The rate at which sediment is delivered to marshes in river deltas is strongly influenced by storms and flooding, as well as the construction of engineered diversions. The research suggests the resilience of river deltas will depend on the timing of floods and storms relative to the seasonal growth of vegetation. And of course, scientists can't control or even predict when floods will occur.

"That unpredictability adds an interesting twist to the problem," Edmonds said. "The time that the flood wave arrives does not always coincide with the timing of vegetation growth and decay. Those two have to line up just right for vegetation to really enhance deposition of sand and mud."

Contact: Steve Hinnefeld
Indiana University

Related biology news :

1. Not just for the birds: Man-made noise has ripple effects on plants, too
2. Crime and punishment: The neurobiological roots of modern justice
3. Light weights are just as good for building muscle, getting stronger, researchers find
4. Just a few cell clones can make heart muscle
5. Just a question of time?
6. Prenatal whole genome sequencing: Just because we can, should we?
7. One click away: Finding data on Floridas endangered species just got easier
8. Science stars head to Dartmouth for the E.E. Just Symposium
9. Everyone in the pool! Water workouts just as good as on land
10. Recyclable electronics: Just add hot water
11. In-sync brain waves hold memory of objects just seen
Post Your Comments:
Related Image:
'Just right' plant growth may make river deltas resilient
(Date:4/5/2017)... , April 4, 2017 KEY FINDINGS ... to expand at a CAGR of 25.76% during the ... is the primary factor for the growth of the ... MARKET INSIGHTS The global stem ... technology, application, and geography. The stem cell market of ...
(Date:3/30/2017)... NEW YORK , March 30, 2017 ... by type (physiological and behavioral), by technology (fingerprint, AFIS, ... recognition, voice recognition, and others), by end use industry ... travel and immigration, financial and banking, and others), and ... Europe , Asia Pacific ...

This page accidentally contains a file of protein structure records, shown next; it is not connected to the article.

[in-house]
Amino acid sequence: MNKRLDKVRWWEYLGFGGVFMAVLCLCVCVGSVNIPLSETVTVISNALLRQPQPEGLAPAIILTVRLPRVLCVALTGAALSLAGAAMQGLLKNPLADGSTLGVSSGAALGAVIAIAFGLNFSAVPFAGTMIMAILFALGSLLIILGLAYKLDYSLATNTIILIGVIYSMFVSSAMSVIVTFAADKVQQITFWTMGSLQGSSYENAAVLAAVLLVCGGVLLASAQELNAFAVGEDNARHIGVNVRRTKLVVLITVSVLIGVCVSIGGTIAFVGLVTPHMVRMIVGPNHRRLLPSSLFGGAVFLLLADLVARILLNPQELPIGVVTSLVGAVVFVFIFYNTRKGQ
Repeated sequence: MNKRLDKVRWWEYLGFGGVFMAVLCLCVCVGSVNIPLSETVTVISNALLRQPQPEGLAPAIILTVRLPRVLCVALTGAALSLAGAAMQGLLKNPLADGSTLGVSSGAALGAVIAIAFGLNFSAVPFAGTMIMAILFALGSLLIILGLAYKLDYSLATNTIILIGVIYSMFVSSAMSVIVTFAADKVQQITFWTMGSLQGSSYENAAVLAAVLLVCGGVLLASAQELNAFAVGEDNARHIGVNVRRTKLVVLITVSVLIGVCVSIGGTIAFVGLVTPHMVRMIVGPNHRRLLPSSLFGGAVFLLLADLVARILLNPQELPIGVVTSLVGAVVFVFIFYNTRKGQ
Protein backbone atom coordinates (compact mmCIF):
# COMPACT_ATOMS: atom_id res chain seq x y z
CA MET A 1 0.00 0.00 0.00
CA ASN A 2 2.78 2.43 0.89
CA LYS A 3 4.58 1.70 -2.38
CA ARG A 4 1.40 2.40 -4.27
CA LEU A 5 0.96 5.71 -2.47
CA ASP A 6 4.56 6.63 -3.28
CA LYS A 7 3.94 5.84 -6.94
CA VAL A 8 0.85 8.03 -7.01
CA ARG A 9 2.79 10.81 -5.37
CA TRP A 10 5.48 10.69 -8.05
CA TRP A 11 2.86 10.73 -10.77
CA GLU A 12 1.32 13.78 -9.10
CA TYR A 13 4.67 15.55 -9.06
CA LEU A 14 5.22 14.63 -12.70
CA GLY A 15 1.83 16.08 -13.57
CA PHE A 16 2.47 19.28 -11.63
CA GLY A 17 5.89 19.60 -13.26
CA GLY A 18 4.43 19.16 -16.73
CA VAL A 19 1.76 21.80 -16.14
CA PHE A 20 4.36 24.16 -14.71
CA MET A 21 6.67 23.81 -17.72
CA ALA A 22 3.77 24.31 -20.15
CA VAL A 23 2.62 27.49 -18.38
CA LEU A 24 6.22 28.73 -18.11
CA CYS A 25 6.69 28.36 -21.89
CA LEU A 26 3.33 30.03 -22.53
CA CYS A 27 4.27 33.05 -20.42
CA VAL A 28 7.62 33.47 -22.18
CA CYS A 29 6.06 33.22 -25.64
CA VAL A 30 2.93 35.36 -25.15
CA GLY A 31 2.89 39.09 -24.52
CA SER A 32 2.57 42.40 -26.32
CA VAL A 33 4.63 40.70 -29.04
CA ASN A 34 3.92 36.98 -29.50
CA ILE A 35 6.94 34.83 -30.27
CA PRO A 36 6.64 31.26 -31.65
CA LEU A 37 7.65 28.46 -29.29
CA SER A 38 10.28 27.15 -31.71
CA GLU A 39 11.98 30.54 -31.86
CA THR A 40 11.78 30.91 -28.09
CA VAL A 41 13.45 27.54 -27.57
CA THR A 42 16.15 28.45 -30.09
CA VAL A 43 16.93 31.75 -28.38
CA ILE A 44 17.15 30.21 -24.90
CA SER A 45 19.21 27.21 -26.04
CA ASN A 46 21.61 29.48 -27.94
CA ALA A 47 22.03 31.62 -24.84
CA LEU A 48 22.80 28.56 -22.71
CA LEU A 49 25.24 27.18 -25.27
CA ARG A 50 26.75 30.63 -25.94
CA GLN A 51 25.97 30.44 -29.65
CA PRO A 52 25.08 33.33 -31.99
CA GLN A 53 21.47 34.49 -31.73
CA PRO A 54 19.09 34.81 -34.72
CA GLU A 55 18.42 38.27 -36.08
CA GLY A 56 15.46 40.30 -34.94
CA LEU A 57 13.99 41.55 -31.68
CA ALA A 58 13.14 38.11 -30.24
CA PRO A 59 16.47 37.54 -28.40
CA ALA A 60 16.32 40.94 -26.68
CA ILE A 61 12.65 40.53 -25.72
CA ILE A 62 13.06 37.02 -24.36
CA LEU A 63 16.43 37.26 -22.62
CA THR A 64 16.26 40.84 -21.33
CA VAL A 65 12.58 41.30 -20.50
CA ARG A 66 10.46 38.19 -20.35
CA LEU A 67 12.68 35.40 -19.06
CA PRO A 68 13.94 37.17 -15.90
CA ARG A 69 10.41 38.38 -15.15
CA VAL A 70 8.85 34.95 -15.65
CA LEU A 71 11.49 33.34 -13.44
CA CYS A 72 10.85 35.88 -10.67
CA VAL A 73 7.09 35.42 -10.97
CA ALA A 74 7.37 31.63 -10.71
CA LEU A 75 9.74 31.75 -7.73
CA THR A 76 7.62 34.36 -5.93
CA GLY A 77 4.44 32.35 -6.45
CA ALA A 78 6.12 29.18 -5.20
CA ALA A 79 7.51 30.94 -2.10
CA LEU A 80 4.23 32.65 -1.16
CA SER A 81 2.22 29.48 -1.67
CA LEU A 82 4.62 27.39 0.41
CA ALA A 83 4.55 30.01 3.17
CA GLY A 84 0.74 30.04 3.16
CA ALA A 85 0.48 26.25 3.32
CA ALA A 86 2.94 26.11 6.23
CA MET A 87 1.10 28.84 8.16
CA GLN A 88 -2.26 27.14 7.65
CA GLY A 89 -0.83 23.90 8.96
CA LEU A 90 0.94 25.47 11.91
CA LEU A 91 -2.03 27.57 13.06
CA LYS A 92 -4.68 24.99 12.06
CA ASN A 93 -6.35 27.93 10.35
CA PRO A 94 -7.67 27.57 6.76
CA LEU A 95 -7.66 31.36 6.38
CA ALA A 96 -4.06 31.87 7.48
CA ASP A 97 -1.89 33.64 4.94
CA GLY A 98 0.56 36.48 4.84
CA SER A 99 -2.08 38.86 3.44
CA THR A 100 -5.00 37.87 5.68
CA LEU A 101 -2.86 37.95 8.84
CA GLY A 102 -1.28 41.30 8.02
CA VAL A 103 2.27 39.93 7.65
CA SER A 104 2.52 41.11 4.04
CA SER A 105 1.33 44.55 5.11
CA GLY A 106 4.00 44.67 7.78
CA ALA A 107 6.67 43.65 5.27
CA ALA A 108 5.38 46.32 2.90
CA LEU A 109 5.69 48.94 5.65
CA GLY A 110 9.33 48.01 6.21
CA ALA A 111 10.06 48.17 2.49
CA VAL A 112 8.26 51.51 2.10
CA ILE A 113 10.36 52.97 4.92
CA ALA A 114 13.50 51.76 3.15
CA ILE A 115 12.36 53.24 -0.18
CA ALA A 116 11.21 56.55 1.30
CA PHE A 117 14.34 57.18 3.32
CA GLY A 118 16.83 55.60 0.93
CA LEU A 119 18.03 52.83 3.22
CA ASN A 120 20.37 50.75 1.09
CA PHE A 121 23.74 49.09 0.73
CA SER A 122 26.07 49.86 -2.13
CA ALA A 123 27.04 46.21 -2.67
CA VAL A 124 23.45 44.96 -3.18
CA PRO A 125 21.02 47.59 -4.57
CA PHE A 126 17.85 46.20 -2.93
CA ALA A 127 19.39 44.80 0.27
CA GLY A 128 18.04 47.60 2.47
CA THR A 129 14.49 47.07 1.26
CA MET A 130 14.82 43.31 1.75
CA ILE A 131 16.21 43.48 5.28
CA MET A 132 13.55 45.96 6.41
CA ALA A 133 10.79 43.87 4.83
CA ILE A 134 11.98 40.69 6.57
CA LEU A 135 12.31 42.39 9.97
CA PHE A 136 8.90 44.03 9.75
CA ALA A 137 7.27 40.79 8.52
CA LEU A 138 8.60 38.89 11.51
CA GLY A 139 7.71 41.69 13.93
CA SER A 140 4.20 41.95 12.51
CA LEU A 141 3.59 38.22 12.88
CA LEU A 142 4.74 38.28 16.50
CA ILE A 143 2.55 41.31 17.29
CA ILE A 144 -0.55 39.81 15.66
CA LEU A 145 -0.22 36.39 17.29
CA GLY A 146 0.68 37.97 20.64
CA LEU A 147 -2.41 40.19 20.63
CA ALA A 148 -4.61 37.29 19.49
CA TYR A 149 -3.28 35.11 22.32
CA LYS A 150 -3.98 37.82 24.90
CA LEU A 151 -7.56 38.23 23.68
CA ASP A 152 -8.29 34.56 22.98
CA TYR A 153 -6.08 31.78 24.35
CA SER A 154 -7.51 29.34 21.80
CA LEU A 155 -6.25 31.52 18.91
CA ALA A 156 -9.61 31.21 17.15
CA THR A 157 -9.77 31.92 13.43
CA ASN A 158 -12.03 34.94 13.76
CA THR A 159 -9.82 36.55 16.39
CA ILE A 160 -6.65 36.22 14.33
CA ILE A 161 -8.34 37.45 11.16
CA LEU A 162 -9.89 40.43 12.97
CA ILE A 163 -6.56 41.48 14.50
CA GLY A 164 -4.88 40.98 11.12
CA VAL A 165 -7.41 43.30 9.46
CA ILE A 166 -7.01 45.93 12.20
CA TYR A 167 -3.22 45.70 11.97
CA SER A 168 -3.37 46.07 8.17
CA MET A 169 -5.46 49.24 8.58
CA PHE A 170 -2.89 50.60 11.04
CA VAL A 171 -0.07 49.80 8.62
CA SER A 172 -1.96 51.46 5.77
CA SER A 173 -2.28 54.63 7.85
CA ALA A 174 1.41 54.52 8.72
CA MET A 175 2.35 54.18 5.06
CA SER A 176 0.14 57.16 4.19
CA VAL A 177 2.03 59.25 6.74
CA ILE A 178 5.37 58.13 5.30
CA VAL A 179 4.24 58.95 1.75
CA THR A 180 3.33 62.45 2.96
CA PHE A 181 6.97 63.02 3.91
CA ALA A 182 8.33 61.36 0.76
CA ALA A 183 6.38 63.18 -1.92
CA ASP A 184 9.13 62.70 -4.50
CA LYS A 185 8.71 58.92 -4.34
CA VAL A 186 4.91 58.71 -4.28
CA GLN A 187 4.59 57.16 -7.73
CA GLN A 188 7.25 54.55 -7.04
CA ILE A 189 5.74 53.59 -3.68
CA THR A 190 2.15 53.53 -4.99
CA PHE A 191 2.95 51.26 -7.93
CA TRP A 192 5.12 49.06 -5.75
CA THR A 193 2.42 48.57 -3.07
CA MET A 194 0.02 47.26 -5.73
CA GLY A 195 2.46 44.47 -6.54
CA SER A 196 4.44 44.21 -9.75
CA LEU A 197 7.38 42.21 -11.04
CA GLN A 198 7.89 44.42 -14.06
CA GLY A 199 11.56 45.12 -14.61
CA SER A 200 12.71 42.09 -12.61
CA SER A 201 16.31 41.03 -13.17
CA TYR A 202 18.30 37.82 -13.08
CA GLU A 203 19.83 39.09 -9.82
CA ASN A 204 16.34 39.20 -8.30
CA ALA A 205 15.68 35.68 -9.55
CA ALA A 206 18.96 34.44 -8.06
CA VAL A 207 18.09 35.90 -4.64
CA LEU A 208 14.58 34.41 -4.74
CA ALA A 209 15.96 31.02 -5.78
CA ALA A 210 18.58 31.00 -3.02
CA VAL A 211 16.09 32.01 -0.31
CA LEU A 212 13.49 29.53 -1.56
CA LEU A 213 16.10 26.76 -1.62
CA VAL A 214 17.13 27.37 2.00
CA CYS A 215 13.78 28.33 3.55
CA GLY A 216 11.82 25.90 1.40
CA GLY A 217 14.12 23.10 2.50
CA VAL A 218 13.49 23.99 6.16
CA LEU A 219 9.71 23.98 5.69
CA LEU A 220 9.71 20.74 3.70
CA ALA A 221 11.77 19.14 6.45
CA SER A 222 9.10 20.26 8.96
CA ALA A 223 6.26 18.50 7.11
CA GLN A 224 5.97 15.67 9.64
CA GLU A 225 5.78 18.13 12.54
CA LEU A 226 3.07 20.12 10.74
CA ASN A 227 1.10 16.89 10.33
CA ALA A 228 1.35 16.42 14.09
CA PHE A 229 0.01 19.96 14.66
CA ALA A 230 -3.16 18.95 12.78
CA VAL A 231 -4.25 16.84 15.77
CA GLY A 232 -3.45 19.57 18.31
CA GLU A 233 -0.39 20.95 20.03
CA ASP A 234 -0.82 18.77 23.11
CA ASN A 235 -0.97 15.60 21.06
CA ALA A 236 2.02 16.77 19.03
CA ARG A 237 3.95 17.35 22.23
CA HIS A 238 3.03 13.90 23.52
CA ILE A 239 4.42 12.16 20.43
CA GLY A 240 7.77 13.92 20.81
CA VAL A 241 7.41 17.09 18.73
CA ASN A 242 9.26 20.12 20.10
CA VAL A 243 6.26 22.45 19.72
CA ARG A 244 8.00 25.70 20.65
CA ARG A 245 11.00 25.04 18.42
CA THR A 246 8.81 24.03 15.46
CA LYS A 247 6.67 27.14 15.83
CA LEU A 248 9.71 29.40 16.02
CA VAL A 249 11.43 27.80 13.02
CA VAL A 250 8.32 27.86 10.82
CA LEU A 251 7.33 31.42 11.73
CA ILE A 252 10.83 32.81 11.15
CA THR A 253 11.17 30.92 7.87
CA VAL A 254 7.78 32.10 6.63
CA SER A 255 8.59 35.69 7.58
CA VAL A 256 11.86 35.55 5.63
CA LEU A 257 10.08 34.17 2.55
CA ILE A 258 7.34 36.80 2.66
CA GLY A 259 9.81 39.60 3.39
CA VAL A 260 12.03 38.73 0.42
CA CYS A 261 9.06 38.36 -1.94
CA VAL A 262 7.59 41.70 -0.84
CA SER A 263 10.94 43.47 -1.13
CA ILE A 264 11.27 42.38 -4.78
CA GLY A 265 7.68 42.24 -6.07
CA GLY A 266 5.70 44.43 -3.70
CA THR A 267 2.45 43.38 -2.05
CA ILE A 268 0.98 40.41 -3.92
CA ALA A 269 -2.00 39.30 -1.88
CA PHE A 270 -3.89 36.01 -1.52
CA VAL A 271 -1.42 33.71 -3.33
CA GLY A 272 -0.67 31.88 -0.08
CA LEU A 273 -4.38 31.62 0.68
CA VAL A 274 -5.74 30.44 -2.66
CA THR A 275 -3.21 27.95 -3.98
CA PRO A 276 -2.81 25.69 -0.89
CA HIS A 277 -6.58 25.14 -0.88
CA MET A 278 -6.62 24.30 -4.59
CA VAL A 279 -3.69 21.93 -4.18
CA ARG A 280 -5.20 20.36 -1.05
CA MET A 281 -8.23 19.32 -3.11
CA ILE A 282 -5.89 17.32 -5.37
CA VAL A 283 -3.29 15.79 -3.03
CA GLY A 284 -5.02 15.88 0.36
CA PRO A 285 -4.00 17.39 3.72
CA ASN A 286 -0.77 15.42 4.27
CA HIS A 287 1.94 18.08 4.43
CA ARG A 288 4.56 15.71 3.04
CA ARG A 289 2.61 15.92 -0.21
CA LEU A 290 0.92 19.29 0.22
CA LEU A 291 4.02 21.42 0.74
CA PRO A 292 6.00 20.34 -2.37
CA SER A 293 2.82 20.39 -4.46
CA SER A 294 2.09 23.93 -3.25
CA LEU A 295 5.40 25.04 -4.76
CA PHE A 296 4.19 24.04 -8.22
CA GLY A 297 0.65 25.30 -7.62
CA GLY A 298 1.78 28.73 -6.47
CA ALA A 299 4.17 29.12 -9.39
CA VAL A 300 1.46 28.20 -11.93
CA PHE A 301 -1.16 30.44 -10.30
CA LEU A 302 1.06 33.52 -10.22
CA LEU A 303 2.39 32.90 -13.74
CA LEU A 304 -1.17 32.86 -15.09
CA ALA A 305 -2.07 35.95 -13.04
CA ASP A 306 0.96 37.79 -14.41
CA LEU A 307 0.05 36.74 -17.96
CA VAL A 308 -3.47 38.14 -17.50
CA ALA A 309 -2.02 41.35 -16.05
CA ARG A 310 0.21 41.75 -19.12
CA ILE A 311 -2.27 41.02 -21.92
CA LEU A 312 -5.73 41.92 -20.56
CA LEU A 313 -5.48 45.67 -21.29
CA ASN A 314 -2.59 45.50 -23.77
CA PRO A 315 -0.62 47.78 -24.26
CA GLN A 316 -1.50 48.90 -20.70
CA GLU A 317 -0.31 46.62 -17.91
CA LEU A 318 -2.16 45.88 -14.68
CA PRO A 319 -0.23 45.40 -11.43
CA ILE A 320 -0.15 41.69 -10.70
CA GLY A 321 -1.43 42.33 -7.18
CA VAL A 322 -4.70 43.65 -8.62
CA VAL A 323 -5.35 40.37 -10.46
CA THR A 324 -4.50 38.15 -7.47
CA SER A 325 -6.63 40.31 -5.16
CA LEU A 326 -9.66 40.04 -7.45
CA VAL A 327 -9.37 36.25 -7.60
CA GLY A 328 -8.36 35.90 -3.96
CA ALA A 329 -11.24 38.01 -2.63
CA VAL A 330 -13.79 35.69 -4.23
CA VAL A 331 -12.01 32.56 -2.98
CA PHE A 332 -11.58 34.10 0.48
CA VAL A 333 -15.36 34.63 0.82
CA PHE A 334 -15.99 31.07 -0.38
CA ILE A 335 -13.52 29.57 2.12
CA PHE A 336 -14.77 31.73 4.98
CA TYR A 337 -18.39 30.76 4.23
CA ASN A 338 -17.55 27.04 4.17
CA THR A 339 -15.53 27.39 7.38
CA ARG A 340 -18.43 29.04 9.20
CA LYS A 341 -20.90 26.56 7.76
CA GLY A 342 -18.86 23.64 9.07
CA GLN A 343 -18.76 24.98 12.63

(Date:3/24/2017)... Research and Markets has announced the addition of the ... Industry Forecast to 2025" report to their offering. ... The Global Biometric Vehicle Access ... 15.1% over the next decade to reach approximately $1,580 million by ... and forecasts for all the given segments on global as well ...
Breaking Biology News(10 mins):
(Date:10/11/2017)... ... October 11, 2017 , ... At ... Purple announced Dr. Suneel I. Sheikh, the co-founder, CEO and chief research scientist ... has been selected for membership in ARCS Alumni Hall of Fame . ...
(Date:10/11/2017)... ... October 11, 2017 , ... ... today it will be hosting a Webinar titled, “Pathology is going digital. Is ... , on digital pathology adoption best practices and how Proscia improves lab economics ...
(Date:10/11/2017)... ... October 11, 2017 , ... ... and pregnancy rates in frozen and fresh in vitro fertilization (IVF) ... maternal age to IVF success. , After comparing the results from the fresh ...
(Date:10/10/2017)... ... October 10, 2017 , ... For the second time in ... STEM Mentoring Award. Representatives of the FirstHand program travelled to Washington, D.C. Tuesday, ... , US2020’s mission is to change the trajectory of STEM education in America ...
Breaking Biology Technology: